The children of aristocrat Sir Richard Sutton have described the loss of “the kindest and most generous man”.
Thomas Schreiber was convicted following a three-week trial at Winchester Crown Court of killing the 83-year-old millionaire hotelier at his Dorset country estate on April 7, 2021, and the attempted murder of 66-year-old Anne Schreiber.
Reading his victim impact statement to the court, Sir David Sutton: “I think of my father every single day. I just cannot believe and comprehend that he is not here anymore.
“I will never see him again, only in memories in my mind, which too easily become fogged over by the horrendous ending he had.
“Having only seen my father in person twice in the previous 15 months due to lockdown and the fact he was isolating, it was a real surprise when he came down to our home in February 2021 to bring me a birthday gift.
“It was a special time; we gave him a whistle-stop tour of the projects we had achieved during lockdown.
“Little did I know at that time that would be the last time I saw him. It was made especially pertinent as a week later I wrote a thank you letter to him and in there I stated all the things we could do together once lockdown was over and we felt safer from this disease, one of which was to go to Durdle Door in Dorset to take some photographs – photography being a passion that we both shared, and a passion for me that was encouraged by my father from an early age.
“Indeed, my father taught me a lot. He had a gentle way of encouraging you to learn something new.
“Not a day goes by when I do not think of my father. I miss him hugely, our relationship was getting better and better, and we had developed a huge respect for each other.
“I feel robbed of the times that I had planned and discussed over the phone. He seemed genuinely excited by our future days out.
“I will always regret they will never happen. The circumstances of his parting gives me feelings of intense anger, sadness and distress.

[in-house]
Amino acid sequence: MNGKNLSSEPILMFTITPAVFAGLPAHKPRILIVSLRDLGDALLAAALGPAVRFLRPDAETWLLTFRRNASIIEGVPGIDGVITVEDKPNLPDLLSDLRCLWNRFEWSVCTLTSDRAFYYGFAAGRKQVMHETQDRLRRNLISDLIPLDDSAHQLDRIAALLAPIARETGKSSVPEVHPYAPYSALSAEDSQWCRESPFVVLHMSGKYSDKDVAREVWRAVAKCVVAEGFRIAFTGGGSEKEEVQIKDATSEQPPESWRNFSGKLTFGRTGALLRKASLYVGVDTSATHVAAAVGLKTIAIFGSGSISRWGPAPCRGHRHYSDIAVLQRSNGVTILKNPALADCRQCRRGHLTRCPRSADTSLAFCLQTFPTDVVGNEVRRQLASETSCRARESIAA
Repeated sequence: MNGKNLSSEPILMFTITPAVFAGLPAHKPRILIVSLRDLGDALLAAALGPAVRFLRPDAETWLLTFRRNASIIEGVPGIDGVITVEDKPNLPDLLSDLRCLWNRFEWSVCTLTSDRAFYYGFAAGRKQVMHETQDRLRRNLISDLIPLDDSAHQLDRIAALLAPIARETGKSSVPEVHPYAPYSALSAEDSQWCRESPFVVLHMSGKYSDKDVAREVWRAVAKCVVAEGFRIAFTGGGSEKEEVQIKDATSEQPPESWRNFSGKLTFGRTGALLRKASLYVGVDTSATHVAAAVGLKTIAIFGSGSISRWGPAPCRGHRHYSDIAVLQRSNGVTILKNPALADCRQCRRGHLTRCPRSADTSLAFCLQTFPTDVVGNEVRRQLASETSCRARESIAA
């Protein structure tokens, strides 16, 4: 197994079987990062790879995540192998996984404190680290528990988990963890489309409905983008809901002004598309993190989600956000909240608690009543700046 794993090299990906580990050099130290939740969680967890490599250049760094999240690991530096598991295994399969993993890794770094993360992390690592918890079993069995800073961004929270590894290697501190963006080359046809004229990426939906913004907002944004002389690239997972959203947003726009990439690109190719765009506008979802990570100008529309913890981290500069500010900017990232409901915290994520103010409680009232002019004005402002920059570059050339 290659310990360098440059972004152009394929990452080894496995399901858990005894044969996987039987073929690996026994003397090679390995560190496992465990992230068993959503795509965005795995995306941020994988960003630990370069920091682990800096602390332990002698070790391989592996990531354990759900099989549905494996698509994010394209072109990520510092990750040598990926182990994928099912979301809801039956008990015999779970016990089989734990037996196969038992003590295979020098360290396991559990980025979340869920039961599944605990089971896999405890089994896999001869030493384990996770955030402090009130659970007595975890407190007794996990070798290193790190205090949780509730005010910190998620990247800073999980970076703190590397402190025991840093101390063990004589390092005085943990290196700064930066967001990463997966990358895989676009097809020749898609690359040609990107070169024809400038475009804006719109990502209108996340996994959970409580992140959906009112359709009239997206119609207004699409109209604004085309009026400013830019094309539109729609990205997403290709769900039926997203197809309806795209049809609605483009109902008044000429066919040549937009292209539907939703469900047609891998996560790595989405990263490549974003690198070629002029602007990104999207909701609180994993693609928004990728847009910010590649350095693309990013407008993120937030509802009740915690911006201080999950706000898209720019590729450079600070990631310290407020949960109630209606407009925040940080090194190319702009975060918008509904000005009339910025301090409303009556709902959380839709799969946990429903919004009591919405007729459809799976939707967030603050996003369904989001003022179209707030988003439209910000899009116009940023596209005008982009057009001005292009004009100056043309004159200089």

“So completely unnecessary. I will always carry the guilt and think could I have done more and possibly have changed the course of events.
“The whole gruesome and horrendous crime has impacted on so many people’s lives far and wide, but those closest to me have felt the full force of what has happened.
“The trial has deeply affected me in so many ways. The continuous thoughts of my father’s final moments which we now know to be prolonged and vicious, his pain, his desperation to get help, his fear.
“An act that I feel Mr Schreiber conveniently remembers parts vividly and others not. I have not heard Mr Schreiber say sorry once.”
He added: “I have a feeling of anxiety, of not wanting to go out and find that putting on a brave face is sometimes just too hard. I will live with these feelings and pain for the rest of my life.
“This was a senseless act that has taken away the life all too early of a generous, loving, elderly man who only wanted to enjoy his twilight years.
“An elderly man who was my father, a grandfather to my children and a friend to all who knew him.”
In the statement read on behalf of Caroline Sutton, she said: “My father was the kindest and most generous man you’d ever meet.
“He was loved by all he met and no matter the occasion he would always greet with the widest of smile you’d ever seen.
“I watched him lead by example, never judging, nor believing himself to be better than anyone, entering every interaction with effortless warmth and charm.
“He would always have time for anyone whether they were friends, work associated or family helping whenever he could and just loving to see people happy.
“People say ‘sorry for your loss’ but I didn’t lose him. He was taken from me and although he was in his 80s, the manner in which he was taken was beyond unfair.
“He enjoyed life and was looking forward to many more birthdays, seeing his grandchildren get married and watching his family grow.
“But that didn’t happen. His life was ended so abruptly and in such an unimaginably cruel manner by an individual that he welcomed into his home as a member of his family for years.
“Knowing those details, what that sweet and caring man went through in his last moments will stay with me for the rest of my life.
“The pain and fear and disbelief that someone he gave so much to would repay him with such cruelty is so hard to come to terms with.”
She added: “To me he was my daddy and I wish I could have one more conversation with him and one more time hearing that chuckle. I’m so sorry I couldn’t save you.”
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